Read More

Mt. Gox – $400 Million Bitcoin Theft Scandal

Something mysterious just recently happened to one of the most prominent names in the world of Bitcoin; Mt. Gox apparently vanished in thin air like a phantom. A document was leaked regarding the matter, claiming the disappearance of 744,000 customer Bitcoins along with it. Today’s Bitcoin community continues to reel and is still trying to find out what exactly happened. The accusations, rants, and conspiracy theories have only just begun. One thing is for sure, though, this serves as a wake up call for anybody who thought that Bitcoin will have an easy road to general acceptance.

Mt Gox Logo
Tokyo-based Mt. Gox started as Magic: The Gathering card exchange site. As the ardor over Bitcoin had started spreading around the middle part of 2010, the site eventually rebranded to be Bitcoin trade, one of the forerunners of the service. Mt. Gox served as a get-in-the-middle fro those who wanted to magically transform their Bitcoins into much more liquid currencies such as yen or dollars. Also, it had its very own custom wallet software which enabled users to easily manage their Bitcoins over the cloud. Based on the leaked document, this was where things began crumbling off.

The cracks began emerging the early part of this month right when Mt. Gox decided to suspend withdrawals with the claim of serious flaws regarding how Bitcoin protocol confirms transactions. Mt. Gox mentioned that it was very much possible to essentially have a Bitcoin re-spent simply by renaming the whole transaction just before it becamed synced toward the block chain (which means after it received verification.) The Bitcoin Foundation speedily contradicted Mt. Gox to point out that Bitcoin was never really at fault. The thing they so-call “transaction malleability” issues was known. However, it didn’t get enough attention to be considered as a noteworthy problem. The Bitcoin Foundation then scapegoated Mt. Gox’s utterly-customized wallet software for having compounded the bug. Ultimately, this might have been the only thread that led to the unraveling of Mt. Gox when pulled.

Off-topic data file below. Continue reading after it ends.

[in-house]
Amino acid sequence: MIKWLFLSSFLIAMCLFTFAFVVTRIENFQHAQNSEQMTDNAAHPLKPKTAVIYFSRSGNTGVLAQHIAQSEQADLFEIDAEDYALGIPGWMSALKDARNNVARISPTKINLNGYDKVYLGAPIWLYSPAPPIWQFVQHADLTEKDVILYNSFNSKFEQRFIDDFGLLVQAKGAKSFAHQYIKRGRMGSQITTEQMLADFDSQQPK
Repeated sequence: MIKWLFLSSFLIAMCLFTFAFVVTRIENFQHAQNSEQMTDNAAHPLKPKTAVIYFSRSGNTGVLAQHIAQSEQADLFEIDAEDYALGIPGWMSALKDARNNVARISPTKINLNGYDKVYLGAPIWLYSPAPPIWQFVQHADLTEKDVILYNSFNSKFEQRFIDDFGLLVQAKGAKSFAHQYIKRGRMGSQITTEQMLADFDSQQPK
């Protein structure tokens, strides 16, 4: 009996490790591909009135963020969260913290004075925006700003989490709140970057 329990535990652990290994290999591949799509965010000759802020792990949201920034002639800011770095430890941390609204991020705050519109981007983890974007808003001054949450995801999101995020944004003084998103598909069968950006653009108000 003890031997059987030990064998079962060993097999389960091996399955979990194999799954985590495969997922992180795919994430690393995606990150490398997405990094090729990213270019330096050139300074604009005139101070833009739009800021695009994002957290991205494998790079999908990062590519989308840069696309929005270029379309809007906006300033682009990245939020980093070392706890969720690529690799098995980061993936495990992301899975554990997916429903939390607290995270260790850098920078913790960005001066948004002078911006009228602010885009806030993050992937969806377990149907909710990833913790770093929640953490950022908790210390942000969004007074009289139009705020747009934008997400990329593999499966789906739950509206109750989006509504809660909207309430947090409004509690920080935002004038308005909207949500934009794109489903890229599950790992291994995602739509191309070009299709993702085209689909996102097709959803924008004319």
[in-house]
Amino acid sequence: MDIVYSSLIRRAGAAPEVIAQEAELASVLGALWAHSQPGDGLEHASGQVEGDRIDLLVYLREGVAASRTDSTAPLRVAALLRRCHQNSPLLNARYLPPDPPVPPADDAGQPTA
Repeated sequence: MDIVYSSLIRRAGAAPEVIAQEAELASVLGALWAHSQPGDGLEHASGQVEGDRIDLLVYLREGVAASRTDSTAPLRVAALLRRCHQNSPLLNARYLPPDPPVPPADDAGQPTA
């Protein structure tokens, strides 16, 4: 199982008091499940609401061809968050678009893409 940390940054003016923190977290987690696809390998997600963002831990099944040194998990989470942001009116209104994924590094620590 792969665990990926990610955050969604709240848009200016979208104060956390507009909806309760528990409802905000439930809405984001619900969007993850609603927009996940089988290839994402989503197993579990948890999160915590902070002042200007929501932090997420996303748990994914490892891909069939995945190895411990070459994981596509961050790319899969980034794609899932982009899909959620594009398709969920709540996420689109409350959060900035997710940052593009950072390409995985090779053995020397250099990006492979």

Mt Gox Got Robbed

Due to the faulty tracking of the software, Mt. Gox did not really hold the Bitcoins it thought to have. The stolen ones were steadily siphoned off straight from the hot wallet of Mt. Gox — the coins put to use in order to proceed with transactions. Many believe that most of Mt. Gox’s funds were in cold storage when they were all safe from the whole transaction malleability perforation. The leaked documentation claims that cold storage got wiped out, too, which simply means Mt. Gox was automatically transferring coins into the wallet as required.

The ascertainment of the leaked information’s validity will remain at hold until someone directly from Mt. Gox provides udpates, which actually makes the current situation sound worse all the more. Mt. Gox’s wallet software drawbacks prove to be severe with the 744,408 Bitcoins stolen through the course of numerous years. For now, Mt. Gox has decided to suspend operations causing the site users to cultivate a skeptical outlook, doubting that they will ever retrieve their precious Bitcoins. Virtual currencies indeed hold a vast range of appallingly negative contingencies.

Read More